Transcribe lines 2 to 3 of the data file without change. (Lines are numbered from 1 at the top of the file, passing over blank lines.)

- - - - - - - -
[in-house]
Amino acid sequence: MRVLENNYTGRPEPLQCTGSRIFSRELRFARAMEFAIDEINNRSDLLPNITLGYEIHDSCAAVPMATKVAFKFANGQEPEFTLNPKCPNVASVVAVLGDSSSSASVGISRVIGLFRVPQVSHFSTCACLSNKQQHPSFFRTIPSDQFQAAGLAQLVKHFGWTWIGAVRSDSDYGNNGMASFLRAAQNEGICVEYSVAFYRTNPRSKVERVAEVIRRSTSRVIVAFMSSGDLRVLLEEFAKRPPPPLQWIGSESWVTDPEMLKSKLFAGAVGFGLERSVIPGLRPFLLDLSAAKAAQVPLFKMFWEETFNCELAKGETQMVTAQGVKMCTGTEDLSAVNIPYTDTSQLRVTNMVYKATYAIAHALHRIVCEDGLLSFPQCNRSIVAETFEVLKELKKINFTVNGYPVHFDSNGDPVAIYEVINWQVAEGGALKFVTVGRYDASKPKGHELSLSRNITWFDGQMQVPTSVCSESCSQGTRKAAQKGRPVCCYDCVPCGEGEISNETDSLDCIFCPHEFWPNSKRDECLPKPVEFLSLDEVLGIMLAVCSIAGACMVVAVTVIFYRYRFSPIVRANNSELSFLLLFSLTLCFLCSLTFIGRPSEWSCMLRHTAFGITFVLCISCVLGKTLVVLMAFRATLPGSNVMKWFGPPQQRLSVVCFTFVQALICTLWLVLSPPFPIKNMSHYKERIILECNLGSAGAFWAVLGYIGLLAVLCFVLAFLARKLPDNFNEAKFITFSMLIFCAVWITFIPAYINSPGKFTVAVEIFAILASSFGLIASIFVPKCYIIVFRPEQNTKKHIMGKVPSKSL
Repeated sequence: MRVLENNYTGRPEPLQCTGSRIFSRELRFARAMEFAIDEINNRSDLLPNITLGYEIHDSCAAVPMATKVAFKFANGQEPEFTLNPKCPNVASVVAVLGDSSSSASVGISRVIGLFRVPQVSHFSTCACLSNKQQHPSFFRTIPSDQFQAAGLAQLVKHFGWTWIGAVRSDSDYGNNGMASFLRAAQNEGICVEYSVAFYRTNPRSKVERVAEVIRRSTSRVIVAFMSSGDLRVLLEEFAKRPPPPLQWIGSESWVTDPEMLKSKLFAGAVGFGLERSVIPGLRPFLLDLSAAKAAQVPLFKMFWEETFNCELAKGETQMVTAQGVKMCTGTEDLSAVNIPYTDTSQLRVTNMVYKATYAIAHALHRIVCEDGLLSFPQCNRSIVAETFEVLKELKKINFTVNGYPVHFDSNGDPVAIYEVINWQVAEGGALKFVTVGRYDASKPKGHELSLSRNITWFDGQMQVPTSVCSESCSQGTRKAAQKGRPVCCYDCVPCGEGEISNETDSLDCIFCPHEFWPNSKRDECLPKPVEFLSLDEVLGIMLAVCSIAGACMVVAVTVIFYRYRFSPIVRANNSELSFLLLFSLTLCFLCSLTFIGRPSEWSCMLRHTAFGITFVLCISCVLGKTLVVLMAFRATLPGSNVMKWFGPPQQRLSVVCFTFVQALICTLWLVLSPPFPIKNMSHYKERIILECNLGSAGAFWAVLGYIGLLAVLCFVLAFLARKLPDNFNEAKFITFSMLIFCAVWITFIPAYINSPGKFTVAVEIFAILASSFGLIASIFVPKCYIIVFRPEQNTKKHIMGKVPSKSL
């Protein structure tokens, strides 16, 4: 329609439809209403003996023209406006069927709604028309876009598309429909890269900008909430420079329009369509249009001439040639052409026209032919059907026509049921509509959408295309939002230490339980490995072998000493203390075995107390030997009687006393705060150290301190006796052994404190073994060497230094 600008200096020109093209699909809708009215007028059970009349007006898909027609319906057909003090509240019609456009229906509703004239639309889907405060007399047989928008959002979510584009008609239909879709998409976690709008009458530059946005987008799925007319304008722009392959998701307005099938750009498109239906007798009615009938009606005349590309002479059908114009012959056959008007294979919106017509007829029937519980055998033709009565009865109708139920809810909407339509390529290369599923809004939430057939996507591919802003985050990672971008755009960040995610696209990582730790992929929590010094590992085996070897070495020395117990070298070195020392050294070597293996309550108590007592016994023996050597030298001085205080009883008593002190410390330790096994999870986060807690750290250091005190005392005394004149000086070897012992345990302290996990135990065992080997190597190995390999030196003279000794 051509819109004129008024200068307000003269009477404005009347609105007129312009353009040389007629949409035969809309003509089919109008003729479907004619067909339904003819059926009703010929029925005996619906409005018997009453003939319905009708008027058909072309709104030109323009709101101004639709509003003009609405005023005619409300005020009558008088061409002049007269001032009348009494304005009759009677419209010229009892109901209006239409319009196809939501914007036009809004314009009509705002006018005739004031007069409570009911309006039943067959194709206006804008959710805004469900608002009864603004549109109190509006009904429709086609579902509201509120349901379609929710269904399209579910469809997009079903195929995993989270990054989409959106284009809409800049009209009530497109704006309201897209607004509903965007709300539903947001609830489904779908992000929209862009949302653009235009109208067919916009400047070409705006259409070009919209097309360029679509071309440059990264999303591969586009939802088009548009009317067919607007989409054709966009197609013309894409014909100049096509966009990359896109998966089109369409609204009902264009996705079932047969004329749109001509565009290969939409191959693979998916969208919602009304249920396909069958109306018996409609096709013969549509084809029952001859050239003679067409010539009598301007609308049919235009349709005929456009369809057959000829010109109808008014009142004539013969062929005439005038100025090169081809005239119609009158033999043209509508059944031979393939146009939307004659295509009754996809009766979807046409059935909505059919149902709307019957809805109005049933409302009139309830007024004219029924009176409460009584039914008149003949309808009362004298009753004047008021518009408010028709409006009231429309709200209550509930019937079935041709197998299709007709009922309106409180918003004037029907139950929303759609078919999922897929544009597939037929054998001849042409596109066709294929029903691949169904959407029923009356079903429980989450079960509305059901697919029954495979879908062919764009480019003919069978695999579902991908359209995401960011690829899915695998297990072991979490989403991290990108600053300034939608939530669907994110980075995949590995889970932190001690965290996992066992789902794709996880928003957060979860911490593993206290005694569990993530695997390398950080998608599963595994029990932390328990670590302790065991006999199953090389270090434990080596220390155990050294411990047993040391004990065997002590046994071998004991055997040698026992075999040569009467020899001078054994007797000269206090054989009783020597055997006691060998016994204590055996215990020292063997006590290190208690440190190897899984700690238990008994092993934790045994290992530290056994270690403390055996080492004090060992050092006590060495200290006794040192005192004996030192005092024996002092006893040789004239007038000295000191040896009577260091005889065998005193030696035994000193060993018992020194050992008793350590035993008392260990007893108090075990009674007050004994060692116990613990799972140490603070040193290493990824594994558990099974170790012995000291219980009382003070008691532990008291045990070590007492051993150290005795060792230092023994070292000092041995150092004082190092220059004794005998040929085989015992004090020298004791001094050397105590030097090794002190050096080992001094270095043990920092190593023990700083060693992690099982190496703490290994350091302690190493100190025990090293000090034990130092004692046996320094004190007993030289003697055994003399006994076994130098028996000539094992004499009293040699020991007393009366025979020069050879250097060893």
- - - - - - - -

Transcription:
Amino acid sequence: MRVLENNYTGRPEPLQCTGSRIFSRELRFARAMEFAIDEINNRSDLLPNITLGYEIHDSCAAVPMATKVAFKFANGQEPEFTLNPKCPNVASVVAVLGDSSSSASVGISRVIGLFRVPQVSHFSTCACLSNKQQHPSFFRTIPSDQFQAAGLAQLVKHFGWTWIGAVRSDSDYGNNGMASFLRAAQNEGICVEYSVAFYRTNPRSKVERVAEVIRRSTSRVIVAFMSSGDLRVLLEEFAKRPPPPLQWIGSESWVTDPEMLKSKLFAGAVGFGLERSVIPGLRPFLLDLSAAKAAQVPLFKMFWEETFNCELAKGETQMVTAQGVKMCTGTEDLSAVNIPYTDTSQLRVTNMVYKATYAIAHALHRIVCEDGLLSFPQCNRSIVAETFEVLKELKKINFTVNGYPVHFDSNGDPVAIYEVINWQVAEGGALKFVTVGRYDASKPKGHELSLSRNITWFDGQMQVPTSVCSESCSQGTRKAAQKGRPVCCYDCVPCGEGEISNETDSLDCIFCPHEFWPNSKRDECLPKPVEFLSLDEVLGIMLAVCSIAGACMVVAVTVIFYRYRFSPIVRANNSELSFLLLFSLTLCFLCSLTFIGRPSEWSCMLRHTAFGITFVLCISCVLGKTLVVLMAFRATLPGSNVMKWFGPPQQRLSVVCFTFVQALICTLWLVLSPPFPIKNMSHYKERIILECNLGSAGAFWAVLGYIGLLAVLCFVLAFLARKLPDNFNEAKFITFSMLIFCAVWITFIPAYINSPGKFTVAVEIFAILASSFGLIASIFVPKCYIIVFRPEQNTKKHIMGKVPSKSL
Repeated sequence: MRVLENNYTGRPEPLQCTGSRIFSRELRFARAMEFAIDEINNRSDLLPNITLGYEIHDSCAAVPMATKVAFKFANGQEPEFTLNPKCPNVASVVAVLGDSSSSASVGISRVIGLFRVPQVSHFSTCACLSNKQQHPSFFRTIPSDQFQAAGLAQLVKHFGWTWIGAVRSDSDYGNNGMASFLRAAQNEGICVEYSVAFYRTNPRSKVERVAEVIRRSTSRVIVAFMSSGDLRVLLEEFAKRPPPPLQWIGSESWVTDPEMLKSKLFAGAVGFGLERSVIPGLRPFLLDLSAAKAAQVPLFKMFWEETFNCELAKGETQMVTAQGVKMCTGTEDLSAVNIPYTDTSQLRVTNMVYKATYAIAHALHRIVCEDGLLSFPQCNRSIVAETFEVLKELKKINFTVNGYPVHFDSNGDPVAIYEVINWQVAEGGALKFVTVGRYDASKPKGHELSLSRNITWFDGQMQVPTSVCSESCSQGTRKAAQKGRPVCCYDCVPCGEGEISNETDSLDCIFCPHEFWPNSKRDECLPKPVEFLSLDEVLGIMLAVCSIAGACMVVAVTVIFYRYRFSPIVRANNSELSFLLLFSLTLCFLCSLTFIGRPSEWSCMLRHTAFGITFVLCISCVLGKTLVVLMAFRATLPGSNVMKWFGPPQQRLSVVCFTFVQALICTLWLVLSPPFPIKNMSHYKERIILECNLGSAGAFWAVLGYIGLLAVLCFVLAFLARKLPDNFNEAKFITFSMLIFCAVWITFIPAYINSPGKFTVAVEIFAILASSFGLIASIFVPKCYIIVFRPEQNTKKHIMGKVPSKSL